Have you ever picked up a new, unfamiliar comic on a whim only to find it’s absolute garbage? “Dream Thief” #1 is the exact opposite of that. The new Dark Horse Comics miniseries by Jai Nitz and Greg Smallwood is an unexpected thrill, marrying witty banter with dashes of murder and mystique.
“Dream Thief” follows John Lincoln, a movie director/ stage magician going through what you’d call a rough patch. His relationship with his girlfriend has gone cold, his sister thinks he’s a jackass burnout and, oh yeah, he has a crazy Aboriginal Mask that seemingly uses his body as a vessel for justice while he sleeps. How inconvenient!
From the get-go Nitz presents John as a bit of a prick; he says the wrong things, makes increasingly questionable decisions and is overall morally detestable. It’s a brave choice to make the lead character so unlikeable, yet Nitz manages to give John enough engaging qualities to make him interesting and surprisingly relatable. This balance serves especially well once things start getting weird, as the aforementioned mask leads John to some pretty dark places.
The actual “dream thief” idea is cool, if not a bit confusing. Not much explanation is given regarding the mask or its supposed powers, but everything happens so quickly that you just roll with it. This “less is more” approach allows the author to set the stage without bogging the book down with needless exposition. There’s also an interesting subplot running throughout in the form of a letter; by the issue’s end you realize John’s troubles may not be unique to him. Nitz showcases a real gift for dialogue in this first issue as each character is decidedly different and fully formed. Though the initial plot is a bit bare-boned thus far, the author has woven an intriguing narrative that’s nabbed me hook, line and sinker.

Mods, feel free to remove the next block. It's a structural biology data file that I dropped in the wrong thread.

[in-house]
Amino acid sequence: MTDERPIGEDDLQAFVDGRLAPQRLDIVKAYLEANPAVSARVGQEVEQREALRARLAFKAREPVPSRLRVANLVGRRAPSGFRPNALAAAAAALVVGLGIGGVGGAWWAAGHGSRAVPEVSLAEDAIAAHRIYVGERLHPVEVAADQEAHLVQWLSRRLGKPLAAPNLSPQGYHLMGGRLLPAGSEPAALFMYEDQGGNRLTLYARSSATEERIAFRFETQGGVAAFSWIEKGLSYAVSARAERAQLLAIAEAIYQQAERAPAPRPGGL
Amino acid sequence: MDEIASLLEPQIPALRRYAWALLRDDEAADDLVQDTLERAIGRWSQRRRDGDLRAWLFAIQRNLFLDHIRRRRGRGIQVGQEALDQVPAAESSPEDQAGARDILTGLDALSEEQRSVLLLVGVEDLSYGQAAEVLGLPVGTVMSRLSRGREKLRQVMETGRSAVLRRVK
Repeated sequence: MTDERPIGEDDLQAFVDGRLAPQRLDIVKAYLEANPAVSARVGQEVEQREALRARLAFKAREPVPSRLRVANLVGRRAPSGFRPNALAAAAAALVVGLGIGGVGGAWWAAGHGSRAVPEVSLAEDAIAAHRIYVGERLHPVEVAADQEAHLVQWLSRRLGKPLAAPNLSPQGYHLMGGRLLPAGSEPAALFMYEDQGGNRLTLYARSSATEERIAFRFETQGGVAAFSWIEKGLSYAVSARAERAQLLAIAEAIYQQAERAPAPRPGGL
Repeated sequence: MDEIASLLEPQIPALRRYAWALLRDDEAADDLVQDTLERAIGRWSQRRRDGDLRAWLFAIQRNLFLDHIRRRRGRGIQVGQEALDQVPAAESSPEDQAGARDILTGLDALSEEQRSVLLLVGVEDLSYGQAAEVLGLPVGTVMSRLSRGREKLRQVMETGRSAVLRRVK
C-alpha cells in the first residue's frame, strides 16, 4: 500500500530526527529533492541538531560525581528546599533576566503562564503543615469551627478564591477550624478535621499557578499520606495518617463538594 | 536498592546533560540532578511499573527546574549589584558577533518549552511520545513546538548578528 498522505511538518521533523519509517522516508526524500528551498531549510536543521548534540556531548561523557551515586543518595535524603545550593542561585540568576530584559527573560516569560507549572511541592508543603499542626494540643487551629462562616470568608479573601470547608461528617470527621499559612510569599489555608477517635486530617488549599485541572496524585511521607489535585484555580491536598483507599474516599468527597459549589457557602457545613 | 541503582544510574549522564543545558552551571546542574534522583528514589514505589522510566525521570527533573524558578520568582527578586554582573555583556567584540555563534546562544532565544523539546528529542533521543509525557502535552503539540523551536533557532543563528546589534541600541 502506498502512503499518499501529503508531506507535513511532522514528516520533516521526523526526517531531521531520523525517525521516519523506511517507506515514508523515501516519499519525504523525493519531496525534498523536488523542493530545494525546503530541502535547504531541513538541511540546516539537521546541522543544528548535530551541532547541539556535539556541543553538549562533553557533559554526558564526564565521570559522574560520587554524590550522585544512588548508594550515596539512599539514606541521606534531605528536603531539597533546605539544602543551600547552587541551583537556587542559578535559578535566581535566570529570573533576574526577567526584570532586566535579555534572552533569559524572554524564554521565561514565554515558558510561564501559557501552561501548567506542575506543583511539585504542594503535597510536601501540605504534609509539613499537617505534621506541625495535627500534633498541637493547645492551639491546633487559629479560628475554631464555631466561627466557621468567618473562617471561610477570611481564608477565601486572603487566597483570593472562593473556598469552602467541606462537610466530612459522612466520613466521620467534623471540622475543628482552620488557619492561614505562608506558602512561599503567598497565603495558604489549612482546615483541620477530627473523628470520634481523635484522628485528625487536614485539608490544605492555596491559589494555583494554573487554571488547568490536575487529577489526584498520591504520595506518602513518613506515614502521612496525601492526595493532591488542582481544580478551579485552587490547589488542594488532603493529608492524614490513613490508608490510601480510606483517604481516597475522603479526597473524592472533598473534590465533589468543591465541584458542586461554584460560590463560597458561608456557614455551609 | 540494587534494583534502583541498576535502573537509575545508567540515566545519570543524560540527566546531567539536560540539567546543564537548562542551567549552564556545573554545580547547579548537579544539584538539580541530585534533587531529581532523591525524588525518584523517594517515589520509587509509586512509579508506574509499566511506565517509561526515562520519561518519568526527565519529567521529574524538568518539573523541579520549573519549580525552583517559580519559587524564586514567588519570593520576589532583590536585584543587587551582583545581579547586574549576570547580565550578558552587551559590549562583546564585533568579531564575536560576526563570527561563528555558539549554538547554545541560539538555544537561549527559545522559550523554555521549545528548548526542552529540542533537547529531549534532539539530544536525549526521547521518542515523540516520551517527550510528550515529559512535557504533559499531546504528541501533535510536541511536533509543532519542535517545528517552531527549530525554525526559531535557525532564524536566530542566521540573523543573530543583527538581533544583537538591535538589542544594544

While it’s Nitz that sets the issue, it’s Smallwood who spikes it. “Dynamic” gets tossed around a lot when reviewing art these days, but damn this issue has some dynamic stuff. Smallwood’s work has a real edge to it; each panel is better than the last and his stylistic layouts are particularly inspired. He makes great use of shadows and especially color, changing the tone from warm to ominous to even psychedelic with every panel. One particular highlight appears during John’s first time in “mask mode” as the artist splices two scenes together into one brilliant splash page. Smallwood also does his own lettering, adding yet another level of dynamism to the issue. It’s great seeing an artist get such free reign in a book, especially when it results in a master class of storytelling such as this.
If you haven’t guessed by now, I loved this issue. I went in with admittedly low expectations and went out fuming I had to wait for the next installment. “Dream Thief” #1 is the start of an exciting, original tale that has a lot of promise. Though the issue is light on explanation (what does the mask do exactly?) it’s heavy on intrigue. That alone is enough to keep me coming back for more. In the end, “Dream Thief” is no whim — it’s a must buy.